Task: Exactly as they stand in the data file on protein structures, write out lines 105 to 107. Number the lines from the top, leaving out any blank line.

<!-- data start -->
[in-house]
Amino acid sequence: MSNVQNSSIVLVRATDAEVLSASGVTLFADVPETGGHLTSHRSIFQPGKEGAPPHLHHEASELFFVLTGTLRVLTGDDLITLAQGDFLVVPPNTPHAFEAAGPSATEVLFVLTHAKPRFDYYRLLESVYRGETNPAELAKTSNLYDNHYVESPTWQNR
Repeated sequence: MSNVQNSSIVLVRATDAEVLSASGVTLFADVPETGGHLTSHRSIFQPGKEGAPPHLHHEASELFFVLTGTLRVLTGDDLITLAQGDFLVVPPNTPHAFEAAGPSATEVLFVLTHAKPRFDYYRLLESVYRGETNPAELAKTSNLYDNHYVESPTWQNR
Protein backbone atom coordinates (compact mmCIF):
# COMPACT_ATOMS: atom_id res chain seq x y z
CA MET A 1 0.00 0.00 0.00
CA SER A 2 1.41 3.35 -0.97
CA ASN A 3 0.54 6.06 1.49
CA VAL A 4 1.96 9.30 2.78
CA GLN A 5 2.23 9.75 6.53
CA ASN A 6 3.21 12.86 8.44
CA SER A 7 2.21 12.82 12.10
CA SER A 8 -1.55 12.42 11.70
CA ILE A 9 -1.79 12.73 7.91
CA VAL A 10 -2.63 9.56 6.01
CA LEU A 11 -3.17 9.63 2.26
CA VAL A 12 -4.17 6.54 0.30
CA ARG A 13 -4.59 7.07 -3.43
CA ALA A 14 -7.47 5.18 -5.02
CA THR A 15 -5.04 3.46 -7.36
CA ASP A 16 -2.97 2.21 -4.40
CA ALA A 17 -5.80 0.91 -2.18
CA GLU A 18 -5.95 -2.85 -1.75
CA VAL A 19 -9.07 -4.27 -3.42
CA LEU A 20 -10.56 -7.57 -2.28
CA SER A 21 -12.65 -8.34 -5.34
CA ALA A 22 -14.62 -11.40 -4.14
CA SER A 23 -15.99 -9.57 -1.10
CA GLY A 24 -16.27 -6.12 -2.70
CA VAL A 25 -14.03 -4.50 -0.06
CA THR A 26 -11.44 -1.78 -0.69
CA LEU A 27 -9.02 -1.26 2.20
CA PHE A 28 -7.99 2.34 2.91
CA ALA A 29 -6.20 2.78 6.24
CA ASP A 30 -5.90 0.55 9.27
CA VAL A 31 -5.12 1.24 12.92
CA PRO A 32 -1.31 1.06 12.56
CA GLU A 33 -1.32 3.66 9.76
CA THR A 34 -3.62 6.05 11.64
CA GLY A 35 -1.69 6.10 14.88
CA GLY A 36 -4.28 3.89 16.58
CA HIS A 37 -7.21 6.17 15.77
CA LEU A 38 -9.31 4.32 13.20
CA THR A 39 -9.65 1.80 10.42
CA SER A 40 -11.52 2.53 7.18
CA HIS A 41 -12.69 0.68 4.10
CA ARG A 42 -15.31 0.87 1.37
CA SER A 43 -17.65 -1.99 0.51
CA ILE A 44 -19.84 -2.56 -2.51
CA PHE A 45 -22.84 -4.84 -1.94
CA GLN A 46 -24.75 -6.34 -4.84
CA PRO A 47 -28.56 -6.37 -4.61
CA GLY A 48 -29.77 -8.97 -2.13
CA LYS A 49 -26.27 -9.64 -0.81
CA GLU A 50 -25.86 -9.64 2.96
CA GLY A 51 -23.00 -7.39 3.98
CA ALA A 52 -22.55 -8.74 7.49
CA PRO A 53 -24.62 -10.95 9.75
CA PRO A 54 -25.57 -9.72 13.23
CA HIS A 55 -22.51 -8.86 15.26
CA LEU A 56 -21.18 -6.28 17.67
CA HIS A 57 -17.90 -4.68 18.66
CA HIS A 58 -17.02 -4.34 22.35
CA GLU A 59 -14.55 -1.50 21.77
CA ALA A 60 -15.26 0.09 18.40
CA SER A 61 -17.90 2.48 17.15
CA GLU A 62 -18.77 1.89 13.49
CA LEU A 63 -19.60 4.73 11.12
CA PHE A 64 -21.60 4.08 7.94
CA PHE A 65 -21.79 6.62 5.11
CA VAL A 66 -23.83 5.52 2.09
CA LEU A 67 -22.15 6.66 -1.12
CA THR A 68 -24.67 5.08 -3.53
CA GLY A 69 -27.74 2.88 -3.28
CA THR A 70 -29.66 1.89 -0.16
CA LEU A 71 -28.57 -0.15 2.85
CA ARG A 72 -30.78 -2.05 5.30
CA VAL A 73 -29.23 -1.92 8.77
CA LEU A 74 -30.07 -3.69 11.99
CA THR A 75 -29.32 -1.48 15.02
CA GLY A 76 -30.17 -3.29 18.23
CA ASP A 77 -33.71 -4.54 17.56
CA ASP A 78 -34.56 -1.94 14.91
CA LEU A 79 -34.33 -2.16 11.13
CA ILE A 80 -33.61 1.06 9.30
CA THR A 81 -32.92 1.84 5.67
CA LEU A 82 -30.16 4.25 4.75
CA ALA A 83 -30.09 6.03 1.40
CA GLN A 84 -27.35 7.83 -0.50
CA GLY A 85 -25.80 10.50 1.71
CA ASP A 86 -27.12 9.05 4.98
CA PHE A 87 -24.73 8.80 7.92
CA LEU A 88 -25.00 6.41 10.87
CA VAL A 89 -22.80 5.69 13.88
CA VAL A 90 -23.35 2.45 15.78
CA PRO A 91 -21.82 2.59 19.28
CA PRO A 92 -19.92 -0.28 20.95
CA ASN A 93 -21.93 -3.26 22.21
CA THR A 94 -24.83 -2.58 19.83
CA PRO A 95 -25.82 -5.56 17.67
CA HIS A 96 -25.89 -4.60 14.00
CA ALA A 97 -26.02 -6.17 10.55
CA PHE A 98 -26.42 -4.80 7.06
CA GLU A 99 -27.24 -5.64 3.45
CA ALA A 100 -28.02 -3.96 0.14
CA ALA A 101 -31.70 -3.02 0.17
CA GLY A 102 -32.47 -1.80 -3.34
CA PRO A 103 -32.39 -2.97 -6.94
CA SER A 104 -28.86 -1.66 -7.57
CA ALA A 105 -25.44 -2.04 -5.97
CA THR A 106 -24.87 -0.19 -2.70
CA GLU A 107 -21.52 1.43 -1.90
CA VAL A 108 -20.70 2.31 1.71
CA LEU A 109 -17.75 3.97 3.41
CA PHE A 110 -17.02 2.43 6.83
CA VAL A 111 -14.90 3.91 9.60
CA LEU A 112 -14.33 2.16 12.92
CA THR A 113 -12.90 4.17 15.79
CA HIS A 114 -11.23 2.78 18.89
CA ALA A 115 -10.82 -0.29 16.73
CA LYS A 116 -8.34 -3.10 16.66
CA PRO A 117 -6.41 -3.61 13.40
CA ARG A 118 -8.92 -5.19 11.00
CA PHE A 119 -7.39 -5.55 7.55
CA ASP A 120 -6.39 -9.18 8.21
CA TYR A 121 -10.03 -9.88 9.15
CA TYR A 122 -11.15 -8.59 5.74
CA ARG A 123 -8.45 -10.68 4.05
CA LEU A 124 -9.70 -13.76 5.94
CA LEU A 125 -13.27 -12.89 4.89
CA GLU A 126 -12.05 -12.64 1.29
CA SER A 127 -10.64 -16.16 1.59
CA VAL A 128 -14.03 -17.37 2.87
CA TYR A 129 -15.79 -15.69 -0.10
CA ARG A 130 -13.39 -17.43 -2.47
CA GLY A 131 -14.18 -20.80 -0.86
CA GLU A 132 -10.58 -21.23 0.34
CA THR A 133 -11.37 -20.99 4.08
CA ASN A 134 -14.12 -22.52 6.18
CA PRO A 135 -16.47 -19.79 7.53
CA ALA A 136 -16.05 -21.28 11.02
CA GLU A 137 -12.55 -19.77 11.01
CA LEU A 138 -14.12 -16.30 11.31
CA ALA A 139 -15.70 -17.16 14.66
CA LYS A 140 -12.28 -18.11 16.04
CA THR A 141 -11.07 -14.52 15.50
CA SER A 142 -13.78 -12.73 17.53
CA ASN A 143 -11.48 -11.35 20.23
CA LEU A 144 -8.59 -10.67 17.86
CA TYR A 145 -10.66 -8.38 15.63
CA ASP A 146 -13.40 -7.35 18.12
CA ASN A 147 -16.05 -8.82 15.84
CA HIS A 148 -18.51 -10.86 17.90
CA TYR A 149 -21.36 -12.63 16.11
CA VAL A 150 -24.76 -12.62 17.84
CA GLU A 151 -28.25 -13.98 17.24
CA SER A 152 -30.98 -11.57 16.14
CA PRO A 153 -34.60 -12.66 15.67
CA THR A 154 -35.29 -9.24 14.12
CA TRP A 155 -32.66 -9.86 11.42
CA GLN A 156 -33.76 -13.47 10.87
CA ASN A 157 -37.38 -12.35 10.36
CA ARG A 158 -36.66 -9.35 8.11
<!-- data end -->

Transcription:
CA ALA A 100 -28.02 -3.96 0.14
CA ALA A 101 -31.70 -3.02 0.17
CA GLY A 102 -32.47 -1.80 -3.34